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1

Reliability

Estimates evaluate the stability of measures, internal consistency of measurement instruments, and interrater reliability of instrument scores

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Validity

the extent to which the interpretations of the results of a test are warranted, which depends on the particular use of the test is intended to serve.

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3

Reliability estimates

used to evaluate:

the stability of measures administered at different times to the same individuals or using the same standard.

The equivalence of sets of items from the same test or of different observers scoring a behaviour or event using the same instrument.

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4

Reliability coefficients

0.00 to 1.00

higher levels indicate higher reliability

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5

Stability

(test-retest reliability)

administering a test at 2 different points in time to the same individuals and determining the correlation or strength of association.

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6

Internal Consistency

gives an estimate of the equivalence of sets of items from the same test.

Cronbach's alpha is most widely used to measure internal consistency

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7

Interrater Reliability

Establishes the equivalence of ratings obtained with an instrument when used by different observers.

Cohens Kappa is used

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8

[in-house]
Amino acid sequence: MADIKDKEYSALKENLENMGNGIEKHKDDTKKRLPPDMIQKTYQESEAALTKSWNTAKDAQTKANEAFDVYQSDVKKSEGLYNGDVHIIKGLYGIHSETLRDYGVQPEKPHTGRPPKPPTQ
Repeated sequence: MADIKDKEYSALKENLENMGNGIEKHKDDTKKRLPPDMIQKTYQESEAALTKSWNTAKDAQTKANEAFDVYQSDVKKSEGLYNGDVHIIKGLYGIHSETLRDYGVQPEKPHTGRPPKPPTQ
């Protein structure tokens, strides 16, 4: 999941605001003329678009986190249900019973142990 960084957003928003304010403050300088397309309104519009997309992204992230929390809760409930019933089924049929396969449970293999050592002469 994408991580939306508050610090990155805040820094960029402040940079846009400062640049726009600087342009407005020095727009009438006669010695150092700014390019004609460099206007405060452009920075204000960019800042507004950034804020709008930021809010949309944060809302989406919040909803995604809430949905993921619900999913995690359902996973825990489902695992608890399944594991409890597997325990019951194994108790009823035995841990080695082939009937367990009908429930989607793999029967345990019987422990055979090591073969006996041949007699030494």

Exposure Measurement (4 doses)

Available dose:

cumulative vs current

Administrated dose:

the amount that comes in contact

Absorbed dose:

the amount that enters the body

Active dose:

that actually affects the target organ

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9

Ratio

relationship between 2 numbers

numerator:

**NOT NECESSARILY INCLUDED**in denominator eg. (binary) sex ratio

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Proportion

relationship between 2 numbers

numerator:

**HAS TO BE INCLUDED**in the denominatorproportion always ranges between 0-1

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11

Calculating the odds

In a population of 100, 25 are diabetic. What are the odds of being diabetic?

probability of an event occurring relative to not occurring

25/75 = 0.33

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Calculating the rate

speed of occurrence of an event over time

numerator: # of events observed for a given time

denominator: population in which the events occur 2 in 100 people?2/100 = 0.02

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13

Measuring Prevalence

prevalence rate: the proportion of the population that has a given disease or other attribute at a specified time 2 types:

point prevalence rate

Period prevalence rate

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14# with disease at specific time/ population at same time

Point Prevalence rate

PR:

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15

Incidence rate

the proportion of the population at risk that develops a given disease or other attribute during a specific time period.